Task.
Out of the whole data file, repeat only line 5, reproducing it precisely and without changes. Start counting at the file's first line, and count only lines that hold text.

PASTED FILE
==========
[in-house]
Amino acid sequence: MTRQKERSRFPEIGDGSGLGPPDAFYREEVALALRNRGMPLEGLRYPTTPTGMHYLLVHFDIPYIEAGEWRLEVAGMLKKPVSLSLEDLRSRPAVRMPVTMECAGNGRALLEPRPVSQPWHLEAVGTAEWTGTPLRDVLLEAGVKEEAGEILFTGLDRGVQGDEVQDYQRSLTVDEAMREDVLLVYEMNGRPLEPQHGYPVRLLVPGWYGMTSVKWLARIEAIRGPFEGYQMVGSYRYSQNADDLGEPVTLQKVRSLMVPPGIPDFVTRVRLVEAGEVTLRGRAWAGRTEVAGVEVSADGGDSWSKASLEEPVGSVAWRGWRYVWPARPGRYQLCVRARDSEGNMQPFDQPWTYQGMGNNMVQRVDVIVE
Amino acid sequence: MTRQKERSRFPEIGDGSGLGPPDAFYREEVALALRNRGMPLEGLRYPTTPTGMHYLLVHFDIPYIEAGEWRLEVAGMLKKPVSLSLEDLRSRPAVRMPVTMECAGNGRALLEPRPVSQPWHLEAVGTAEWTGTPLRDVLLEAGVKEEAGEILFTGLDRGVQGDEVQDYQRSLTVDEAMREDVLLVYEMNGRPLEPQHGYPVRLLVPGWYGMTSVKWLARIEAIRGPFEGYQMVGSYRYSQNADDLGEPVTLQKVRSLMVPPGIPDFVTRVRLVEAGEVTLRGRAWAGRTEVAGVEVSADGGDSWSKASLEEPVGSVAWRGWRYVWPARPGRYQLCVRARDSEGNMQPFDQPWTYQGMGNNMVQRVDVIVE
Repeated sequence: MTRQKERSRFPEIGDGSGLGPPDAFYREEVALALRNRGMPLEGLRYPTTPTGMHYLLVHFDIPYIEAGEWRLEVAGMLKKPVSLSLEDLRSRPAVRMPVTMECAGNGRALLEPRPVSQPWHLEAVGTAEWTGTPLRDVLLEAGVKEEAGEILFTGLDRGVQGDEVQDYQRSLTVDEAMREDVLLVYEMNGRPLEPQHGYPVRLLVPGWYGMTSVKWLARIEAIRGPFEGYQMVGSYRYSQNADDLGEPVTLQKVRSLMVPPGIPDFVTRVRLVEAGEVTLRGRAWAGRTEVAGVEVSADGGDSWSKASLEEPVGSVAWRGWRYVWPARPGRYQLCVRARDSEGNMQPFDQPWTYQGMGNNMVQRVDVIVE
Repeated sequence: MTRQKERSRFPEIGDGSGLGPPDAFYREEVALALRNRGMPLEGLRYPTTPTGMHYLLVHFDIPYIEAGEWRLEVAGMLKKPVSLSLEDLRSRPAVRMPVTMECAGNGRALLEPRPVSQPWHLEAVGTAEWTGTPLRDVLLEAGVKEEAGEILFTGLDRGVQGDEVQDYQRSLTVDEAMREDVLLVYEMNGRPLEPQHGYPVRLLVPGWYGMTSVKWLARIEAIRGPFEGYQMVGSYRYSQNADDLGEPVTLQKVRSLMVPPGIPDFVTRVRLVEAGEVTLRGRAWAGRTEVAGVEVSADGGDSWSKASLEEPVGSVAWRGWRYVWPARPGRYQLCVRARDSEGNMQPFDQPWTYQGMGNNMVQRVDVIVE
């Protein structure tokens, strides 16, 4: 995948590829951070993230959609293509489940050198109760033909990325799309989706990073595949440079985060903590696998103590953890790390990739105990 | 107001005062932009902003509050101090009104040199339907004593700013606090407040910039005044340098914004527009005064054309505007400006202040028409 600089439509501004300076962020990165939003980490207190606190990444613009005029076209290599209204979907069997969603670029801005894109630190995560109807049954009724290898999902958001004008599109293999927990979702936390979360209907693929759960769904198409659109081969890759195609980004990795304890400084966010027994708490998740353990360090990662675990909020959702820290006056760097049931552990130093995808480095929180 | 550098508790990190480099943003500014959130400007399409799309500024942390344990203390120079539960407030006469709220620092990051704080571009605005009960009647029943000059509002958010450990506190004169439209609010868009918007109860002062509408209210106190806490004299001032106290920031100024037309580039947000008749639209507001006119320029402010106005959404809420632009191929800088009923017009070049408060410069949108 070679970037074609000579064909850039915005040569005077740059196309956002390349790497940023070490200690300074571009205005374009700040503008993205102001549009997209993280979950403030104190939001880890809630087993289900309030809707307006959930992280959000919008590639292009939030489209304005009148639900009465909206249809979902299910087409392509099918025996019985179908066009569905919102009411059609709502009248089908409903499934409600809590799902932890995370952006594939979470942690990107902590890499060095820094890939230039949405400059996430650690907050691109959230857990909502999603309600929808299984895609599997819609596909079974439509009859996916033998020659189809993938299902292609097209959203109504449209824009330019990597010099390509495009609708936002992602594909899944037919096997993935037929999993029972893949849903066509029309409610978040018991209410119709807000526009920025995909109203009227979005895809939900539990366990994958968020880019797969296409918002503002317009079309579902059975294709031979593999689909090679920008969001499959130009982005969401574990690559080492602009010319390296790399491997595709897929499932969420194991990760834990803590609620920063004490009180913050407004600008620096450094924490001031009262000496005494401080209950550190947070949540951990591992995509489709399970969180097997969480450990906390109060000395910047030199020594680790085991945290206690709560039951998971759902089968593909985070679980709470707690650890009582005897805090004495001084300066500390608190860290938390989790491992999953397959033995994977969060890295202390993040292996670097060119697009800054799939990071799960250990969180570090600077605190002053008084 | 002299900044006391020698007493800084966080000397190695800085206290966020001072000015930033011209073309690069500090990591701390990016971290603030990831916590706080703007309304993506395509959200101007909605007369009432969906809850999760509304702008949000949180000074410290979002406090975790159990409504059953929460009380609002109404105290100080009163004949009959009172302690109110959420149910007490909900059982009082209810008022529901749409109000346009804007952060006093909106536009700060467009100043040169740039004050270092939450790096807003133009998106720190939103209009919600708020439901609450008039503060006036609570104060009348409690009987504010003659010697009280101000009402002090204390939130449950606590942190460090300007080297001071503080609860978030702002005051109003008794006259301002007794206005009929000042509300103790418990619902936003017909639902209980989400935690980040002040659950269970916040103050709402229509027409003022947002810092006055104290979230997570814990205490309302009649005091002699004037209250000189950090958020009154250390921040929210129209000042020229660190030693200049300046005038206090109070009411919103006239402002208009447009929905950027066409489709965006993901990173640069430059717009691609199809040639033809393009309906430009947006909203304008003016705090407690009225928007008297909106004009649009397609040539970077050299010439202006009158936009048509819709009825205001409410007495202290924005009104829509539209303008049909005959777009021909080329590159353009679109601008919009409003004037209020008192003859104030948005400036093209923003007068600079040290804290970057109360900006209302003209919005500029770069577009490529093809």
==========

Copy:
Repeated sequence: MTRQKERSRFPEIGDGSGLGPPDAFYREEVALALRNRGMPLEGLRYPTTPTGMHYLLVHFDIPYIEAGEWRLEVAGMLKKPVSLSLEDLRSRPAVRMPVTMECAGNGRALLEPRPVSQPWHLEAVGTAEWTGTPLRDVLLEAGVKEEAGEILFTGLDRGVQGDEVQDYQRSLTVDEAMREDVLLVYEMNGRPLEPQHGYPVRLLVPGWYGMTSVKWLARIEAIRGPFEGYQMVGSYRYSQNADDLGEPVTLQKVRSLMVPPGIPDFVTRVRLVEAGEVTLRGRAWAGRTEVAGVEVSADGGDSWSKASLEEPVGSVAWRGWRYVWPARPGRYQLCVRARDSEGNMQPFDQPWTYQGMGNNMVQRVDVIVE